Friday, May 11, 2007

Review: Anthem by Ayn Rand

Get it here
This is a dystopian science-fiction novel. That's something of a genre nowadays, but I get the feeling that this an original. The problem now is that one is constantly reminded of the many followers who borrowed its ideas. Within no time you get the idea - no names, just numbers, horrid ruling class doling out extreme punishment for crimes of individuality, etc etc.
I was reminded of the first half of Jane Eyre, with its shrill, hysterical self pity: our hero is treated very badly for no good reason.
The novel works better in context with its time: it was published in 1938 when powerful contrasting forces seemed to be competing for the future of mankind, and Rand had experienced Stalinism at first hand. By contrast, western capitalism must have seemed heaven sent.
I expected this to be a change from Tolstoy, but was not prepared for this. In 'Master and Man' Tolstoy theorises that human happiness is only possible by losing the self, and giving oneself entirely to others. Ayn Rand seems to think that happiness can only be possible by forgetting others, and concerning oneself only with one's own happiness.
In my very humble opinion, both views are right, wrong, and out of date. It seems that there is no one answer to the problem of human happiness - who said humans had a right to expect to be happy in the first place? And, speaking personally, I am made happy by different things at different times; sometimes by being selfless, sometimes by being selfish, and following either extreme for any length of time is a recipe for unhappiness.
Chapter 11 is the heart of the philosophy of the book - a hymn to the word 'I', and a hate-filled diatribe against the word 'We'. I am sure I would have agreed with every word as a teenager - when being asked to turn the music down seemed like a huge infringement on my human rights. But as a parent, I know that the greatest joy I ever experience is through the joy of my children. So 'We' is greater than 'I'. To 'Me'.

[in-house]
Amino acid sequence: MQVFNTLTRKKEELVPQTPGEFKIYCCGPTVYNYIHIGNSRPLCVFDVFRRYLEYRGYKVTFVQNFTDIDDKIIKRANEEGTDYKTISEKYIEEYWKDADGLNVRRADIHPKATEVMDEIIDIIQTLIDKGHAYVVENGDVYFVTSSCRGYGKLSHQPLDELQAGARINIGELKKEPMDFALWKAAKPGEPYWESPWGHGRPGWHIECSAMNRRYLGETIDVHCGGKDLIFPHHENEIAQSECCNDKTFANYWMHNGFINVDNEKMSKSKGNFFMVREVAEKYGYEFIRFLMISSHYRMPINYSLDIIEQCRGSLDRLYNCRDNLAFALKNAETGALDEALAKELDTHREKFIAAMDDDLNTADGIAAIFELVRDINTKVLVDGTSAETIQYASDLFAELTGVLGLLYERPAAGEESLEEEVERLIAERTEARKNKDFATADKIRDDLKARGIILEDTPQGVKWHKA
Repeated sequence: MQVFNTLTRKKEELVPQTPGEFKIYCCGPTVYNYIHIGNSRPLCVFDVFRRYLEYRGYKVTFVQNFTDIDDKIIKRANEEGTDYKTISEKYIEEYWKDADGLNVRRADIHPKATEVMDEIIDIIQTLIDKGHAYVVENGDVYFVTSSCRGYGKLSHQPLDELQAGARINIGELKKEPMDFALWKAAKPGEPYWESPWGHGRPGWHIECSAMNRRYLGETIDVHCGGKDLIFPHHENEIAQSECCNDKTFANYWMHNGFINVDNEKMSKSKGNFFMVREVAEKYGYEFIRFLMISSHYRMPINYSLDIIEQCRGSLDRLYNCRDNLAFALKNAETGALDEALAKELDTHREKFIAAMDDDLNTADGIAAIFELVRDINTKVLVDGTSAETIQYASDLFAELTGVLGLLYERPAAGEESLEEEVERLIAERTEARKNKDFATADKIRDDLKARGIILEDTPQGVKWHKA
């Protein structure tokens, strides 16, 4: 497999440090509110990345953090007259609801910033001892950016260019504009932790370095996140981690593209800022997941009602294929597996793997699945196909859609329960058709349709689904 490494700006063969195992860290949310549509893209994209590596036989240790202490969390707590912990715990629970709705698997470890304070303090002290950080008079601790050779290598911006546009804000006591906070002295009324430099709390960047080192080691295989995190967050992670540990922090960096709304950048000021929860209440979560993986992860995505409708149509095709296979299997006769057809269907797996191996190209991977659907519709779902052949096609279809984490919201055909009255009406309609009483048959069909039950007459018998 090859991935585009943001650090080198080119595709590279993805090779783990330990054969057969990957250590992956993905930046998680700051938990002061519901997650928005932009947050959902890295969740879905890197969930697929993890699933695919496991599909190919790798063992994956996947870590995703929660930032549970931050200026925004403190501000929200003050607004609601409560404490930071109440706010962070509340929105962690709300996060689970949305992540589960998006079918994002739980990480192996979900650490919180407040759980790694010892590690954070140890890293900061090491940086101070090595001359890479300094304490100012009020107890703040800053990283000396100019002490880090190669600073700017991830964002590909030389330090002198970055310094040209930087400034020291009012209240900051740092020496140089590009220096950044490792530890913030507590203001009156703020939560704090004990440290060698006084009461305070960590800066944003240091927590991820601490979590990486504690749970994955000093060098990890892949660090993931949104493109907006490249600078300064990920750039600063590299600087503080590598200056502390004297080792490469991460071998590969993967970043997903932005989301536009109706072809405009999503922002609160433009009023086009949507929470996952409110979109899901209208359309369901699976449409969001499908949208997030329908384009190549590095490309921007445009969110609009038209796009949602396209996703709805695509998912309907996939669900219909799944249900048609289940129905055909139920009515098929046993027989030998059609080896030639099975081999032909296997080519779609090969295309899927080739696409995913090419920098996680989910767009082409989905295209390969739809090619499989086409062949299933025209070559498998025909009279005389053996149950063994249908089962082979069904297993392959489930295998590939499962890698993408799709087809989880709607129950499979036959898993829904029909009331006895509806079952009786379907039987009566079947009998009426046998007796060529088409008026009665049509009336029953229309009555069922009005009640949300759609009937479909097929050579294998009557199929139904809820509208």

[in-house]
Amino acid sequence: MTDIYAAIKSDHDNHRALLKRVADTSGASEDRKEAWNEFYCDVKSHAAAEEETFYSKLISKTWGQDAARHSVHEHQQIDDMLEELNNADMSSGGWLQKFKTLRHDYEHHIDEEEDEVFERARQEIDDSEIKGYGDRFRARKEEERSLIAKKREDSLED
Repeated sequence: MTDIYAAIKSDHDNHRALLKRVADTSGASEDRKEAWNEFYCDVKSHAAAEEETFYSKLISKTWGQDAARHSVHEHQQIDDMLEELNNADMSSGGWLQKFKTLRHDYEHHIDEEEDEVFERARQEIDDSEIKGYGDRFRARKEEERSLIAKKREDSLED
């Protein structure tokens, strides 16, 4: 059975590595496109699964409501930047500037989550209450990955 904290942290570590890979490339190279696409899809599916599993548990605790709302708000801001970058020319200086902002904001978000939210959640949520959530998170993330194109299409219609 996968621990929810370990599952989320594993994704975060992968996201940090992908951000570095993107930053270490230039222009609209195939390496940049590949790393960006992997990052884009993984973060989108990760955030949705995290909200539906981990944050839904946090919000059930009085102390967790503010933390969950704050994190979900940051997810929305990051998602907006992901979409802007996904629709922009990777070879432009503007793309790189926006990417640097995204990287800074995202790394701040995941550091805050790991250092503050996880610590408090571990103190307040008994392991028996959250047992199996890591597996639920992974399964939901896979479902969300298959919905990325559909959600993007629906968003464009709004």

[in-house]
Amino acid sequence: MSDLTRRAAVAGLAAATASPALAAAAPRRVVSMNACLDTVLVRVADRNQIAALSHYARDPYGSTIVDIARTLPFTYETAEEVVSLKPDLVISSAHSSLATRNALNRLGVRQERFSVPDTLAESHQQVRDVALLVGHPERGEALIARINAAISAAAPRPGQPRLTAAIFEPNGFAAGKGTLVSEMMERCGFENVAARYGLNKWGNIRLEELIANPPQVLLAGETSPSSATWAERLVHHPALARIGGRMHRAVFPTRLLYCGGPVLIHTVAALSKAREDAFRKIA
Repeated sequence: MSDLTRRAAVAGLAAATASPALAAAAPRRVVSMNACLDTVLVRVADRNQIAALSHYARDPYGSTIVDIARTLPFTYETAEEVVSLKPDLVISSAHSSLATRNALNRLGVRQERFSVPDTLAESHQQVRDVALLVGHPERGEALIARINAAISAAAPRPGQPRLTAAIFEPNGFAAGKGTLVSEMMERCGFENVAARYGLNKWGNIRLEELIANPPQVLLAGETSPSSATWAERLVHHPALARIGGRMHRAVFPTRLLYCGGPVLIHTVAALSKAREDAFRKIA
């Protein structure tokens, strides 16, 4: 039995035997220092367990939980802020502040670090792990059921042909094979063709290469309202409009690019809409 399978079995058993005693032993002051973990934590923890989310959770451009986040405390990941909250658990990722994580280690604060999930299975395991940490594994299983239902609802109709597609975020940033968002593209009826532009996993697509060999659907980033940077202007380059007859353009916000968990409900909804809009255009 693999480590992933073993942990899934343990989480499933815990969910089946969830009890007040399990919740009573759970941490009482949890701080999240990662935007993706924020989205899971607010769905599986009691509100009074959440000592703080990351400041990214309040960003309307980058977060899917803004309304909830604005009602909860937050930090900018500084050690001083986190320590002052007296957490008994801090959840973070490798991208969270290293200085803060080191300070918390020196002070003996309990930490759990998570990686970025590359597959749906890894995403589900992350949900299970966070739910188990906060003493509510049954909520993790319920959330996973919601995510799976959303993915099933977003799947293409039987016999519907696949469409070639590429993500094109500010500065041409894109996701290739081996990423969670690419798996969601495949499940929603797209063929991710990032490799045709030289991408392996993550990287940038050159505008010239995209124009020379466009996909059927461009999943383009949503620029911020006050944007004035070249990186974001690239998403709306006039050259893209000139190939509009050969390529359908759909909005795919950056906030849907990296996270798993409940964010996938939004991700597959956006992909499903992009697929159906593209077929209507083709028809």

This is read by Chere Theriot, who has a truly lovely reading style, and voice. She would sound charming, and would command attention, if she just talked about the weather. I hope she records some more, and she is to be thanked for recording such an interesting book, which, although I disagreed with it, provoked a good deal of soul searching.

Next: Typee by Herman Melville


Anonymous said...

thank you for your kind words about my reading and i am glad to have inspired the soul searching -- chere

Anonymous said...

thank you for giving me a voice to keep me awake at night so "I" can stay awake at night... ben

James C said...

Just one thing...

"who said humans had a right to expect to be happy in the first place?"

Certainly not Ayn Rand, who said humans have a right to –pursue- their own happiness. This is very different from expecting it to be given on a plate as you imply/think she says (and which she explicitly condemns in practically every other work she ever wrote).

Either way good review, I liked the book myself too, happy reading! :-)

Anonymous said...

It's a shame I can't find any other audiobooks read by Chere Theriot. She's outstanding. Please narrate more books. I'd be happy to listen to the dictionary if read by Chere!